When there is still the potential to cause damage or the ground needs protecting (patio or tidy lawn) we have found the following to be fairly effective

The double layer of logs helps to decrease the distance of fall and spread the force of impact, and the tyres are obviously there to take the brunt of the impact. You have to be accurate with discs and it works best when they land flat on the tyres. The tyres need replacing each time but it still works out much quicker than any other method I've tried. 

Once you've got lower still you can condense the tyres at the base of the tree and start to take some bigger lumps. Keeping the other blocks in place helps to contain the lumps as they come down and deflect them into the base of the tree. You'd be amazed at how well this works and how much energy the tyres will absorb. 

Certainly worked well on this Swamp cypress fell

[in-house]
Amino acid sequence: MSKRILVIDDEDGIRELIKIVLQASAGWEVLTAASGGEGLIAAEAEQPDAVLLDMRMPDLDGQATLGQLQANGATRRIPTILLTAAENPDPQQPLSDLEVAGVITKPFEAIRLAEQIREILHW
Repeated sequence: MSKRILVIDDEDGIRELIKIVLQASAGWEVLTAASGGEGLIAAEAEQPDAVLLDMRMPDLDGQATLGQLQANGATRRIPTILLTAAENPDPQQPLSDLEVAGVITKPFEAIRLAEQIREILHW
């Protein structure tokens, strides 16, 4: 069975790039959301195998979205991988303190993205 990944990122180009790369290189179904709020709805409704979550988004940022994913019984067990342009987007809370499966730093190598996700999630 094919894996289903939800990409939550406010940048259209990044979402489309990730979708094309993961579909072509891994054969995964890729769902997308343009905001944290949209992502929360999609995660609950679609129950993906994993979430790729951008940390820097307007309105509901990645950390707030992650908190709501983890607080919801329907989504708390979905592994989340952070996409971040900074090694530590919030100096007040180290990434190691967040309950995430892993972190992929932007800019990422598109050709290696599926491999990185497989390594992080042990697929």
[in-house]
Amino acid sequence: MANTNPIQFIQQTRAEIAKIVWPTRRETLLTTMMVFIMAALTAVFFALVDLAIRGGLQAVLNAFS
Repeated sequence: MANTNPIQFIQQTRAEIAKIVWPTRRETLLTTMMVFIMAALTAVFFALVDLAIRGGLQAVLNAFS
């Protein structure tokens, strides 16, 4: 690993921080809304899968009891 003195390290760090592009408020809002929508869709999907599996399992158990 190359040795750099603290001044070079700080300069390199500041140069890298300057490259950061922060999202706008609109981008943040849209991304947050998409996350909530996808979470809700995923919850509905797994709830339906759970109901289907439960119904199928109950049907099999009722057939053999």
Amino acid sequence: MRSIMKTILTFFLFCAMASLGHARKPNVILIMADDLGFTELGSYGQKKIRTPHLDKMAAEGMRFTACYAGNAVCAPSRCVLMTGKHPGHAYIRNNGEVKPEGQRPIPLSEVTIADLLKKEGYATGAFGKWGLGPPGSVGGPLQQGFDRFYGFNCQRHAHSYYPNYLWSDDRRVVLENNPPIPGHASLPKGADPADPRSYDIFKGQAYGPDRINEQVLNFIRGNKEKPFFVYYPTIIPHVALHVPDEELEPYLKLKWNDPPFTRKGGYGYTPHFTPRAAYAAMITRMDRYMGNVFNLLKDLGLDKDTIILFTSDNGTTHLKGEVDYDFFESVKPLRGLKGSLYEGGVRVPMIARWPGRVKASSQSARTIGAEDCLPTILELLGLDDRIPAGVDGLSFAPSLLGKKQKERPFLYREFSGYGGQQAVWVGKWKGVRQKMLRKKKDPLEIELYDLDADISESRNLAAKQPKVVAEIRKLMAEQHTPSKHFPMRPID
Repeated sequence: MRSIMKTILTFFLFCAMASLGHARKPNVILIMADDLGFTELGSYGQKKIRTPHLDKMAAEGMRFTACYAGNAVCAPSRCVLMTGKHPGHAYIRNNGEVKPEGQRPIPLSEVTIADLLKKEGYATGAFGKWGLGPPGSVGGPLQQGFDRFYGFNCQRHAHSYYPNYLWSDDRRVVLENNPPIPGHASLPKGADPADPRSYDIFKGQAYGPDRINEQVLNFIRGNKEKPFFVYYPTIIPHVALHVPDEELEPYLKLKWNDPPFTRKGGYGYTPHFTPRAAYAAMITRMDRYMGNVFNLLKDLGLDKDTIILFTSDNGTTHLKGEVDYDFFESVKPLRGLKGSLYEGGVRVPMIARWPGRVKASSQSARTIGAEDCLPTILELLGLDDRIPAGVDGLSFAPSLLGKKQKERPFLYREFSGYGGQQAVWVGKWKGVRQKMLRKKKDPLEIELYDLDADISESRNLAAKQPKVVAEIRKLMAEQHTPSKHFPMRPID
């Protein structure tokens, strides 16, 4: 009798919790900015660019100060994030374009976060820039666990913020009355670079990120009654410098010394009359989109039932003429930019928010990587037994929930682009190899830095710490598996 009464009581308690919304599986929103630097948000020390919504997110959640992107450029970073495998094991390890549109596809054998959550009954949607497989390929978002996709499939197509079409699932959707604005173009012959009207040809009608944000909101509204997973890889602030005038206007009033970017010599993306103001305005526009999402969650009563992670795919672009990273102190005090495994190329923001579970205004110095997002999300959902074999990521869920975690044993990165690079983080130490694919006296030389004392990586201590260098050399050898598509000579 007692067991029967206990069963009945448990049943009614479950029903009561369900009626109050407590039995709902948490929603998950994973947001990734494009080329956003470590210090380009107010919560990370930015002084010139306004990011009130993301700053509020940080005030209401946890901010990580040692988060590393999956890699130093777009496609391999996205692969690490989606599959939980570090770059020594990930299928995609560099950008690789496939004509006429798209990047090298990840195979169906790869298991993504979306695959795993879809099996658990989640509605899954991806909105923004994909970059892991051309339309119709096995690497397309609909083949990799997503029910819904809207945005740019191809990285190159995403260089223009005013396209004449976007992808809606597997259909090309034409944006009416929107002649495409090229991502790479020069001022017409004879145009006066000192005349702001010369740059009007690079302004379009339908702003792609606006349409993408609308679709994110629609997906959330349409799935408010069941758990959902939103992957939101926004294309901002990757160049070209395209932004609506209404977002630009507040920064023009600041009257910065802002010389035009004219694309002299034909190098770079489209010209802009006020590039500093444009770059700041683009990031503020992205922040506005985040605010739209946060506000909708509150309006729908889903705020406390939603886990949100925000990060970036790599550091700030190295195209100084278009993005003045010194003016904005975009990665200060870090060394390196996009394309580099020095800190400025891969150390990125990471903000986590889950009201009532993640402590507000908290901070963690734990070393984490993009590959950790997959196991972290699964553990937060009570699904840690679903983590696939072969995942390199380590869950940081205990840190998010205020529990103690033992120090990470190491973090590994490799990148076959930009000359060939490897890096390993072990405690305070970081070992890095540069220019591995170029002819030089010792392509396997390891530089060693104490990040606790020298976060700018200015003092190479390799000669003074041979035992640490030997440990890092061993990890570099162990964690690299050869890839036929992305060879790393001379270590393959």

Friday, 21 March 2014

Rock Exotica RockO (Non locker)

Got this a few weeks ago after getting fed up with the small conventional style accessory carabinas that didn't seem big enough to hold both of the rings on my cambium saver and still function properly, making it tricky to retrieve from the back of my harness. 

Only a silly little thing but over time annoying enough for me to want to find a solution. 

This fits the bill nicely. Feels solid and well made, no sideways play in the gate and the little groves in the gate definitely aid grip. I'm a big fan of the oval carabina, they just seem to make much more sense to me, any one else agree? 

Wednesday, 19 March 2014

Another splice

Might be getting slightly addicted to this, here is another Sirius bull rope splice, this time in in 12mm. 

Kept the eye nice and tight on this one with the idea of it holding a carabina captive 

Not the neatest, but I'm still quite pleased with how it came out. The process is definitely getting easier, no youtube tutorial or anything this time!